For the astronomers out there:
According to the AAVSO, a nova has been discovered in the constellation Sagittarius at the following coordinates:
RA = 18h 07m 08s (2000.0)
Dec = -33d 46.6m (2000.0)
The Nova was discovered by Koichi Nishiyama, Kurume, Fukuoka-ken, Japan, and Fujio Kabashima, Miyaki-cho, Saga-ken, Japan, at unfiltered magnitude 7.7 on two 60-second frames taken Aug. 6.494 and 6.495 UT. They confirmed the discovery on five frames taken around Aug. 6.494.
A 3-degree FOV finder chart is shown below:
The following is from AAVSO Alert Notice 400:
Nova in Sagittarius
Discovered Independently By:
a. - Koichi Nishiyama, Kurume, Fukuoka-ken, Japan, and Fujio Kabashima, Miyaki-cho, Saga-ken, Japan
b. - Grzegorz Pojmanski, Dorota Szczygiel, and Bogumil Pilecki, Warsaw University Astronomical Observatory, observed by ASAS3
a. - Aug. 6.494 and 6.495 UT, confirmed on five frames taken around Aug. 6.494
b. - Aug. 6.182 UT
a. - 7.7 (unfiltered CCD with 105-mm f/4 lens)
b. - 7.78 V (ASAS3, telephoto lens 200/2.8, diameter 70 mm + CCD + Johnson V filter, three 3-minute exposures, pixel size 14.8")
a. - RA = 18h 07m 07.67s, Dec = -33d 46m 33.9s (2000.0)
b. - RA = 18h 07m 08s, Dec = -33d 46.6m (2000.0)
The object was confirmed as a nova through spectra obtained by:
Mitsugu Fujii, Fujii Bisei Observatory, Okayama, Japan, on Aug. 7.60 UT, and by Akira Arai, Tomoyuki Komatsu, Msayuki Yamanaka, Mahito Sasada, and Ryosuke Itoh, on Aug. 7.63 UT.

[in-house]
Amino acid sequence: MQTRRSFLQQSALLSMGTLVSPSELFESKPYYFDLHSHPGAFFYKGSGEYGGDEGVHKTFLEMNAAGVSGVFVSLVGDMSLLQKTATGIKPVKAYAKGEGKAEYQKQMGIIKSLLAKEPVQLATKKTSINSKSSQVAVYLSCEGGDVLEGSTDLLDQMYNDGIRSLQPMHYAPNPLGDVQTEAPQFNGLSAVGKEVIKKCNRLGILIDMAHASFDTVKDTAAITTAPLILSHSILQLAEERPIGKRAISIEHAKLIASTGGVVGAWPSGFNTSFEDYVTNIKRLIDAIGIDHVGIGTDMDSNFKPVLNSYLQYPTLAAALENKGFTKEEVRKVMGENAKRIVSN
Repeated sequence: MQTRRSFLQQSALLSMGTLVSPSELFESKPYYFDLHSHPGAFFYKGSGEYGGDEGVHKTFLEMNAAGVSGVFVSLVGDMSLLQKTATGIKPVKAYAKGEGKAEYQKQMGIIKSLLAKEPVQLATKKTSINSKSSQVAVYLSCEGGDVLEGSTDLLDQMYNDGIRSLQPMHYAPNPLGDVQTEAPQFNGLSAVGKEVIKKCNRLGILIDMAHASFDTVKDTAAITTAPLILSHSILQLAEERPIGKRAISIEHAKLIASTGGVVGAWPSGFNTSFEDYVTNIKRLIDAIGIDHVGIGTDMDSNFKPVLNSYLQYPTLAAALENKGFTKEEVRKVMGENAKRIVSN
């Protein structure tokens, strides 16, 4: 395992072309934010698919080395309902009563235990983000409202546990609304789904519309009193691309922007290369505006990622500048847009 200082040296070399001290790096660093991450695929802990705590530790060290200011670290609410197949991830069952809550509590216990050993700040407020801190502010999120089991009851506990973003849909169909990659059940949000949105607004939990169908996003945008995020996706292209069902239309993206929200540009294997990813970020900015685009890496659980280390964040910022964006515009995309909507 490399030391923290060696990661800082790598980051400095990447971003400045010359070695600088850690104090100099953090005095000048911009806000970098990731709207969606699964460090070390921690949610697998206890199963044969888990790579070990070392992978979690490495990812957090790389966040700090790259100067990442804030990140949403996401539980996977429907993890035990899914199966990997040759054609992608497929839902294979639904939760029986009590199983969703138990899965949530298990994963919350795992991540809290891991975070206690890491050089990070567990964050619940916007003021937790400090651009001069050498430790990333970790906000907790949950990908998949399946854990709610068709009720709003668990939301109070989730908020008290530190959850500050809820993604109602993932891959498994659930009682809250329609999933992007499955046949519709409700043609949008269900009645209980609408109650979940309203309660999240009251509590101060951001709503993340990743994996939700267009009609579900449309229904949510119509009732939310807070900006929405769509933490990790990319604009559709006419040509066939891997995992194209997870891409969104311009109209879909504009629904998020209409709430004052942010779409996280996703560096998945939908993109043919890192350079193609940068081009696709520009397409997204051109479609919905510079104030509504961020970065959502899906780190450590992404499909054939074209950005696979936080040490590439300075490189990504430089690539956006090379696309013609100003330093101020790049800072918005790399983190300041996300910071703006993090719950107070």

Via CBET 1900: H. Maehara, Kwasan Observatory, Kyoto University, and Y. Sakane and H. Yamaoka, Kyushu University, on Aug. 7.57 UT: 7.43V, B-V = +0.60, V-R_c = +0.48, V-I_c = +0.99. S. Kiyota, Ibaraki, Japan, using the 30-cm telescope of the GRAS (global-rent-a-scope) at New Mexico: Aug. 8.122 UT, I_c = 6.52; 8.130, 7.68V; 8.131, R_c = 7.41; 8.133, 8.07B.
Observations reported directly to the AAVSO: Aug. 07.6689, 7.292V +/-0.016, M. Nissinen, Varkaus, Finland (using GRAS telescope); 08.3667, 7.8, Y. Kok, Stanmore, NSW, Australia; 08.3882, 7.6, H. Maysuyama, Kanimbla, QLD, Australia; 08.4424, 7.8, Matsuyama; 08.4972, 7.9, Matsuyama; 08.5528,8.2, Kok.
Finder charts for N Sgr 2009 No. 3 may be plotted by entering the coordinates above into VSP: http://www.aavso.org/observing/charts/vsp
This object has been assigned the name VSX J180707.6-334633 with the AUID 000-BJP-536. Please report observations to the AAVSO International Database using the name N Sgr 2009 No. 3, N Sgr 2009#3, or VSX J180707.6-334633.
a. Nishiyama and Kabashima report no motion was seen during 80 minutes and nothing was visible at this location down to 12.7 on survey frames taken July 22.531 and 29.584 UT. Nothing was seen on the DSS (POSS2/UKSTU red), or in ASAS, AAVSO VSX, SIMBAD, 2MASS and USNO-B1.0 catalogues, although the USNO-B1.0 shows a faint star (I = 12.45) nearby (at end figures 07.509s, 33.13").
b. Pojmanski, Szczygiel, and Pilecki report nothing was visible on Aug. 4.152 UT. The ASAS light curve and images can be found at: http://www.astrouw.edu.pl/cgi-asas/asas_disc/180708-3346.6,5040.
c. Leonid Elenin, Moscow, also confirmed the presence of the object using a remote astrograph (Takahashi Epsilon 180 telescope (+ ST2000C camera with a blue-sensitive chip) in Pingelly, Australia, providing position end figures 07.67s, 34.9s, +/-0.14".
d. The non-AAVSO information in this Alert Notice was announced in IAU CBET No. 1899 (Brian G. Marsden, Ed.) and CBET No. 1900 (Daniel W. E. Green, Ed.).
Congratulations to Koichi Nishiyama and Fujio Kabashima, and to Grzegorz Pojmanski, Dorota Szczygiel, and Bogumil Pilecki for their independent discoveries!
Elizabeth O. Waagen, AAVSO